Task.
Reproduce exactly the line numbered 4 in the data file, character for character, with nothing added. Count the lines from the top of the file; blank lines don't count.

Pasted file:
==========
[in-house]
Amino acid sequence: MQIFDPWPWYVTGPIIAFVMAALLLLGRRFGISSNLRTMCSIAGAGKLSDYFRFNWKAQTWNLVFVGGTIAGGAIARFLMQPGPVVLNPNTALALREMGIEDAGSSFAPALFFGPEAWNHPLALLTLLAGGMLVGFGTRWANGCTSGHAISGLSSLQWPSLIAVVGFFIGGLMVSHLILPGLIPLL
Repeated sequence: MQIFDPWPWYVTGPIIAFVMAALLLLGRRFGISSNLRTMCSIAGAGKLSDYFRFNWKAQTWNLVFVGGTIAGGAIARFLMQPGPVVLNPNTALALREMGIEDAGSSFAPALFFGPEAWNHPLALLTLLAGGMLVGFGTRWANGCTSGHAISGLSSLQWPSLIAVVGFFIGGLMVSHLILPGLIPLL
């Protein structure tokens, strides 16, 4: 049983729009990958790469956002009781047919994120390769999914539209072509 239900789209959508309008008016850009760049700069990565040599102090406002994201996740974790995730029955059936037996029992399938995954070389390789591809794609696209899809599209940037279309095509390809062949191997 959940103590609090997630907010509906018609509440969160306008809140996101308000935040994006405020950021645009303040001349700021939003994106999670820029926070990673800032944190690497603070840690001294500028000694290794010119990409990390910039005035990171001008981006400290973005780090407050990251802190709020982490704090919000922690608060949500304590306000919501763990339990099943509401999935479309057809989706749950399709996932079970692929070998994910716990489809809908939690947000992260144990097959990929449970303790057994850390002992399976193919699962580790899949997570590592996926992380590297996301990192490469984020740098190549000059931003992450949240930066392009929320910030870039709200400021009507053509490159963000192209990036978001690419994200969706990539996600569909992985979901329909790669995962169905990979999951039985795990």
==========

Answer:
């Protein structure tokens, strides 16, 4: 049983729009990958790469956002009781047919994120390769999914539209072509 239900789209959508309008008016850009760049700069990565040599102090406002994201996740974790995730029955059936037996029992399938995954070389390789591809794609696209899809599209940037279309095509390809062949191997 959940103590609090997630907010509906018609509440969160306008809140996101308000935040994006405020950021645009303040001349700021939003994106999670820029926070990673800032944190690497603070840690001294500028000694290794010119990409990390910039005035990171001008981006400290973005780090407050990251802190709020982490704090919000922690608060949500304590306000919501763990339990099943509401999935479309057809989706749950399709996932079970692929070998994910716990489809809908939690947000992260144990097959990929449970303790057994850390002992399976193919699962580790899949997570590592996926992380590297996301990192490469984020740098190549000059931003992450949240930066392009929320910030870039709200400021009507053509490159963000192209990036978001690419994200969706990539996600569909992985979901329909790669995962169905990979999951039985795990």